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   'Who made the world I cannot tell;

   ’Tis made, and here am I in hell. 

   My hand, though now my knuckles bleed,

   I never soiled with such a deed.'  A E Housman, XIX The Mill Stream, Now That Noises Cease


God inflicts the sensitive to carry a curse of suffering so sore they fail to shake their modern Mark of Cain. 


Richard Dawkins, the meek purveyor of prophetic augury against asinine religious gullibility by the sheeple, unfolds the horror in this view of Life: 'The total amount of suffering per year in the natural world is beyond all decent contemplation.  During the minute that it takes me to compose this sentence, thousands of animals are being eaten alive, others are running for their lives, whimpering with fear, others are being slowly devoured from within by rasping parasites, thousands of all kinds are dying of starvation, thirst and disease.  It must be so.  If there is ever a time of plenty, this very fact will automatically lead to an increase in population until the natural state of starvation and misery is restored.'  The Greatest Show on Earth: The Evidence for Evolution p391


Evolutionary biologists and manically depressive revolutionary nihilist poets clearly know how to show the reader a good time.  The prospect of a good evening’s gasbagging about Death is usually sufficient to prevent the acceptance of any careless dropping of dinner party invitations.  ‘There are worst things in Life than Death,’ Woody Allen reminds us.  ‘Have you ever spent an evening with an insurance salesman?’


Why should Life have a Meaning other than by a miracle of Evolution we are here to ask, Why should Life have a Meaning?  Perhaps the hardest acceptance of all is that Life has no hidden Meaning, no happy ending, no invisible Sky-Daddy of a God sitting on a fluffy cloud ready to welcome us with open arms and seventy-two virgins.  Perhaps this morbid instinctive hunt for a Meaning of Life is nothing more than the mad symptom of a species with the specious space-dust of God on the brain. 


Rather than resting the case for Life in a grave of Suffering and Death, Richard Dawkins oversteps the bounds of a decent bout of depression by praising Evolution as the deus ex machina of an uplifting Life: 'In Unweaving the Rainbow I tried to convey how lucky we are to be alive, given that the vast majority of people who could potentially be thrown up by the combinatorial lottery of DNA will in fact never be born ... However brief our time in the sun, if we waste a second of it, or complain that it is dull and barren or (like a child) boring, couldn’t this be seen as a callous insults to those unborn trillions who will never be offered life in the first place?'  Richard Dawkins, The God Delusion p361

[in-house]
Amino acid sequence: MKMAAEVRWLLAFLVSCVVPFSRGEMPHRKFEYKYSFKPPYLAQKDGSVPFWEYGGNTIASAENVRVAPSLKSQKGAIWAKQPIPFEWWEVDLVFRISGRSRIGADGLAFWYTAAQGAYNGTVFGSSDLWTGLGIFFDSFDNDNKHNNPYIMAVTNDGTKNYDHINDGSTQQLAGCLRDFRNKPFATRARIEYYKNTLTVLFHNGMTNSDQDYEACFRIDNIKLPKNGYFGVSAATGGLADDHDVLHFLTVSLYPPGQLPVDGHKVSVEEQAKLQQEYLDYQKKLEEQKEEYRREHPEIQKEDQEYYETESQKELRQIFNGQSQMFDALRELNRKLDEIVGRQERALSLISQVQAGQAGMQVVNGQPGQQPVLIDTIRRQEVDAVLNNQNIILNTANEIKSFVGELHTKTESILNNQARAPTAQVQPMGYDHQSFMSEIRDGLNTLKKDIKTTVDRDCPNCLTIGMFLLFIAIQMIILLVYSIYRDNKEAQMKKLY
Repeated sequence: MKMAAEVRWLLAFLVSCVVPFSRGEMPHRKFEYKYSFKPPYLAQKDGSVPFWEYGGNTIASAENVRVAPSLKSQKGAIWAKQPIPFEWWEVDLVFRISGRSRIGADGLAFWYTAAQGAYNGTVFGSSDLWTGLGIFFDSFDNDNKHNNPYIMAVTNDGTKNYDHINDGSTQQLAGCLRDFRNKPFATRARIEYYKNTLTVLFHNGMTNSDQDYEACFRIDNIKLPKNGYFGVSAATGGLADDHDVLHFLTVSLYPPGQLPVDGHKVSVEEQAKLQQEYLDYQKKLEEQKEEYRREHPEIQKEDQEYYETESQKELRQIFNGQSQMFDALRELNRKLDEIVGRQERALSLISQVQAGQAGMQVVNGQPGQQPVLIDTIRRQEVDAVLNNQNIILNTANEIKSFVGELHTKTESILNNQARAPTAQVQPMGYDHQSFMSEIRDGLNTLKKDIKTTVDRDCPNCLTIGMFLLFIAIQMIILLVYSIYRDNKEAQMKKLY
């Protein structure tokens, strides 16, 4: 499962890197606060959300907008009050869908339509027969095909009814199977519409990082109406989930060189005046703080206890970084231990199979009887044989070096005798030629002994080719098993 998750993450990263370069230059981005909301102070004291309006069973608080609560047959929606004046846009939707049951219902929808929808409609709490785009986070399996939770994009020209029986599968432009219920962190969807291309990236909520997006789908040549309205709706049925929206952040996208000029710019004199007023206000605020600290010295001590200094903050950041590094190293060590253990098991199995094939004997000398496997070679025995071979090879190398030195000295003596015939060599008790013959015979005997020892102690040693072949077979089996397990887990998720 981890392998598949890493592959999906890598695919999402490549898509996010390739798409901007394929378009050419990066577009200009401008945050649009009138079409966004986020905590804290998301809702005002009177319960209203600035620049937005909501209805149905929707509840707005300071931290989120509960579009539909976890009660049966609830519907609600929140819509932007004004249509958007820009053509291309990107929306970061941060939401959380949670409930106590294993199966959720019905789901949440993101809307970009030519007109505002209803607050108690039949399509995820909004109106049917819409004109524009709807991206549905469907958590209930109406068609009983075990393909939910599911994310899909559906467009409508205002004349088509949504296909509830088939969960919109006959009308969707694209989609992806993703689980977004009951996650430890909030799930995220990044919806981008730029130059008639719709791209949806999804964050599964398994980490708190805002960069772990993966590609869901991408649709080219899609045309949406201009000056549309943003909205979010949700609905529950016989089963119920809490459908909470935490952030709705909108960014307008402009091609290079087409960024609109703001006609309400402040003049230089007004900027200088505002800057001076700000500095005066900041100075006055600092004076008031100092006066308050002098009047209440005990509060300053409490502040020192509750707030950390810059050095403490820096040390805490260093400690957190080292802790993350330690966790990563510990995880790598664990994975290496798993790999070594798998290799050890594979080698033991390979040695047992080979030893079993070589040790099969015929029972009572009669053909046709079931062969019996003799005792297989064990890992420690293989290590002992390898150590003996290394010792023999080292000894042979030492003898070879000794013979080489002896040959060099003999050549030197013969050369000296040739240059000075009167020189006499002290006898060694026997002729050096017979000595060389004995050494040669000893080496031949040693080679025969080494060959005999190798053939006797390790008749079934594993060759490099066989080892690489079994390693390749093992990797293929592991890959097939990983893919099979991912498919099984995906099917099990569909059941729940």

The fun of mixing metaphors or diverging from the stable advice of Uncle Dawkins rolls around about as often as all the king’s horses and all the king’s men putting together a black hole made of chocolate and popcorn.  Callous insults?  The sensitive, shapeless shadows of God’s spirit-caves will survive so sad a lantern-show for their milky souls: for Life is vastly overrated, a stinking pile of donkey doo-doos, a tub of tosh, a race for rats:  


   'I rose at night, and visited

   The Cave of the Unborn:

   And crowding shapes surrounded me

   For tidings of the life to be,

   Who long had prayed the silent Head

   To haste its advent morn.'  Thomas Hardy, The Unborn  


For the sad, sunken under-race of spiritless wretches the grey, grainy texture of Life is an open grave and signifies nothing, no hope of a deliverance, no sense of God looming like Polonius behind the hanging veil, no purpose, no warm satisfaction of a Life fulfilled but a faint, fallow feeling of a threadbare tragedy that Life shouldn’t have to fall this way.


So time to top ourselves.  But before we box this weeded Life, before the bell tolls, we plant best foot forward and throw God a sharp right cross, then volte-face in defence of God.  Although you might think God is big enough, bizarrerie enough, and bad enough to stick up for Herself.


   'We for a certainty are not the first

   Have sat in taverns while the tempest hurled

   Their hopeful plans to emptiness, and cursed

   Whatever brute and blackguard made the world.

   It is in truth iniquity on high

   To cheat our sentenced souls of aught they crave,

   And mar the merriment as you and I

   Fare on our long fool’s-errand to the grave.'  A E Housman, Poem IX stanzas III & IV




                                                                                                                                                                                     Chapter 2 ⇒